Thursday, May 8, 2003

Judge hears evidence in slaying of 13-year-old



By Jim Hannah
The Cincinnati Enquirer

[photo]
Tiffany Rae Farmer

COVINGTON - The family of an Independence girl found dead under an acquaintance's bed held a vigil on the steps of the Kenton County Justice Center Wednesday on the day the man accused of raping and strangling her appeared before a judge.

Kenton District Judge Frank Trusty referred the case to a grand jury after listening to testimony about how Aaron Dishon admitted to killing Tiffany Rae Farmer, 13, of Independence on April 27.

"Officers found the lifeless body under his bed," Covington police Detective Ted Edgington said during about 20 minutes of testimony. "He (Dishon) had hid the body by piling clothes around the bed so no one could see the naked body underneath."

Dishon, 21, was arrested on April 28 in an upstairs apartment at his grandparents' home on Crescent Avenue.

He has pleaded not guilty to the charges of murder and second-degree rape and remained at the Kenton County jail Wednesday night in lieu of a $100,000 cash bond.

In court, Dishon occasionally glanced at Tiffany's parents, grandparents and nearly 20 additional family members and friends as Assistant Commonwealth's Attorney Neil Middendorf presented evidence against Dishon during the preliminary hearing.

Tiffany was spending the weekend at the home of her mother, Julie Estes, who also lives on Crescent Avenue, when she reportedly ran away in the early hours of April 27. Tiffany lived with her father, Charles Farmer, at her paternal grandmother's home in Independence.

After Tiffany's body was found, Edgington said Dishon told detectives that he had consensual sex with Tiffany before killing her.

Dishon, according to Edgington's testimony, said he began to fight with Tiffany after she confronted him about his drug habit. He then strangled her, Edgington said. Dishon's brother, Tony Dishon, has said his grandparents gave Dishon a place to live as he tried to break his drug addiction.

Edgington said there was bruising around Tiffany's throat and scrapes on her hips. Detectives recovered Tiffany's clothes in a plastic bag found sitting on Dishon's kitchen floor.

"This hearing was hard to sit through," said Joyce Ruf, Tiffany's maternal grandmother, after emerging from the courtroom. "All we heard today was what Aaron Dishon told police. That's his side of the story. Tiffany isn't here to tell us really what happened."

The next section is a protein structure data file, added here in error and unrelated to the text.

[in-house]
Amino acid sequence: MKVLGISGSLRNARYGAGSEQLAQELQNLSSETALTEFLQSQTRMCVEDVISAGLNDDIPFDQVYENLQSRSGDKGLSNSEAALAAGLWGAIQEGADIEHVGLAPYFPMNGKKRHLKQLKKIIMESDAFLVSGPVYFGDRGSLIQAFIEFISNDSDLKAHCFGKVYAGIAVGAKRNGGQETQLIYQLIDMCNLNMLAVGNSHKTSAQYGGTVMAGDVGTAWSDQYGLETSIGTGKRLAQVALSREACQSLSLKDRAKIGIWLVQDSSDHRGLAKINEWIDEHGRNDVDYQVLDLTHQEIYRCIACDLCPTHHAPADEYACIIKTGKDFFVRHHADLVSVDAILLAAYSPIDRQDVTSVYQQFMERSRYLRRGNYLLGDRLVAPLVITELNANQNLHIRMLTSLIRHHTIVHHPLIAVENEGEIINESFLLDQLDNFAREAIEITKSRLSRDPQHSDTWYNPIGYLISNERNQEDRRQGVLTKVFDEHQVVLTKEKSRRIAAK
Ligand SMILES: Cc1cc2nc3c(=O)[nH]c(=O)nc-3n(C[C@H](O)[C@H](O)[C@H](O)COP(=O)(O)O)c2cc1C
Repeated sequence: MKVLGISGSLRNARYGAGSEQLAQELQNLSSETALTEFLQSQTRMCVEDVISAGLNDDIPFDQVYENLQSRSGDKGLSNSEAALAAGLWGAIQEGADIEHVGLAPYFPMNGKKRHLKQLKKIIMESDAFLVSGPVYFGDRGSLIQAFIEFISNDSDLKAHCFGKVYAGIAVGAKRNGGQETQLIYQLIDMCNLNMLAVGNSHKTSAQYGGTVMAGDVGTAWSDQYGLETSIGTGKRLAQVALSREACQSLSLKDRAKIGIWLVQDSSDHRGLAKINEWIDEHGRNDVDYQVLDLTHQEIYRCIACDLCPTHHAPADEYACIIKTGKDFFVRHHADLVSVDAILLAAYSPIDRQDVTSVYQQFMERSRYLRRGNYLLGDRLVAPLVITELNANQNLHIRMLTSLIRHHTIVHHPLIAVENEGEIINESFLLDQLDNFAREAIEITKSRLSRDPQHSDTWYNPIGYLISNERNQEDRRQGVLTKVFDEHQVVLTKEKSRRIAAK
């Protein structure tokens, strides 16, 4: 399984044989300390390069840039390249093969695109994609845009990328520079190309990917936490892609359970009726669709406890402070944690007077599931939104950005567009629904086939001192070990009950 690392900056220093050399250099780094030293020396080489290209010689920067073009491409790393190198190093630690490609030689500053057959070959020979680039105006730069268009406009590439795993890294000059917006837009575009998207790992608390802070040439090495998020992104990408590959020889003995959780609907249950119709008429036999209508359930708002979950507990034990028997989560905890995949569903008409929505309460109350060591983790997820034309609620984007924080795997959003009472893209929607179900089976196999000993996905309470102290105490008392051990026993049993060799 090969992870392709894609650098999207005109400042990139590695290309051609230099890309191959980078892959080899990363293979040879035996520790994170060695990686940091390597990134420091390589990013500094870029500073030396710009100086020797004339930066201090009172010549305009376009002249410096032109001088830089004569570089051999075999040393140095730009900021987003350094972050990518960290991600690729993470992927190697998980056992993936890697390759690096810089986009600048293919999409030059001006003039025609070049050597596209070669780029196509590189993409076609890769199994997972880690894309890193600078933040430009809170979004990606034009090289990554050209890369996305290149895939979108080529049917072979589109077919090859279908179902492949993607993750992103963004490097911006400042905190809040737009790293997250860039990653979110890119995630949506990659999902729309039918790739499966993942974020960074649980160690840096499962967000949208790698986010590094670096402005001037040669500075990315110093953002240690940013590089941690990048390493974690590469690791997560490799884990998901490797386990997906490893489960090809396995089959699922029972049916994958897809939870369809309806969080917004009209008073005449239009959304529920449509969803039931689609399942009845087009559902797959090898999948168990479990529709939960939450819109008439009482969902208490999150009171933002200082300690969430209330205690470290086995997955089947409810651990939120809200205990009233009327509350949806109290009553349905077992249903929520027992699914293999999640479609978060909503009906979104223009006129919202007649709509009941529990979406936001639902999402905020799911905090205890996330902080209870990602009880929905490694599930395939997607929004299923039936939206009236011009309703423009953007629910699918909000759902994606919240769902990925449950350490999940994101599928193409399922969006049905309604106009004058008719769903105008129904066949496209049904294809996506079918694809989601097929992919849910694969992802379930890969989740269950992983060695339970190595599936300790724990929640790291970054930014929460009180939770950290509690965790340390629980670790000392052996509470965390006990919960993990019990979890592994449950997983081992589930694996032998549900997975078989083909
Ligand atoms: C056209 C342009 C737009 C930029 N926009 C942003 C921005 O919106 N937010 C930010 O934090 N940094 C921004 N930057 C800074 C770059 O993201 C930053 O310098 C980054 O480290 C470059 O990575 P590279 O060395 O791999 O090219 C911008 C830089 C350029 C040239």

Pat Farmer, Tiffany's paternal grandmother, watched from a seat in the gallery.

"Tiffany didn't run away," Pat Farmer told reporters after the hearing. "Aaron Dishon lured her to his apartment with the promise of taking care of a small puppy someone had given her earlier in the day."

Pat Farmer said Tiffany had gotten into an argument with her mother about the puppy. Pat Farmer said Estes wouldn't let the puppy in the house overnight, so Tiffany, in a moment of anger, said she would sit outside with the puppy all night. At some point, Pat Farmer said, Dishon offered to care for the dog.

Pat Farmer said that after the dog wouldn't leave with Dishon, Tiffany agreed to walk the dog to Dishon's apartment.

Edgington said during the hearing that investigators were still trying to collect evidence through the autopsy and tests to determine whether the sex was consensual or not consensual.

"Tiffany loved animals," said Pat Farmer. "She had a dog and two cats at my house. She first wanted to be a model, then she decided to pursue a career as a veterinarian."

Ruf said she hopes the community doesn't forget about Tiffany, an eighth-grader at Twenhofel Middle School, as the murder case works its way through the courts.

"Our poor little girls are being taken by these predators," Ruf said. "I don't know the answer, but we have to do a better job at protecting our children."

Dishon didn't have a history of violent crimes or sex crimes when he was arrested, according to documents filed in court.

E-mail jhannah@enquirer.com




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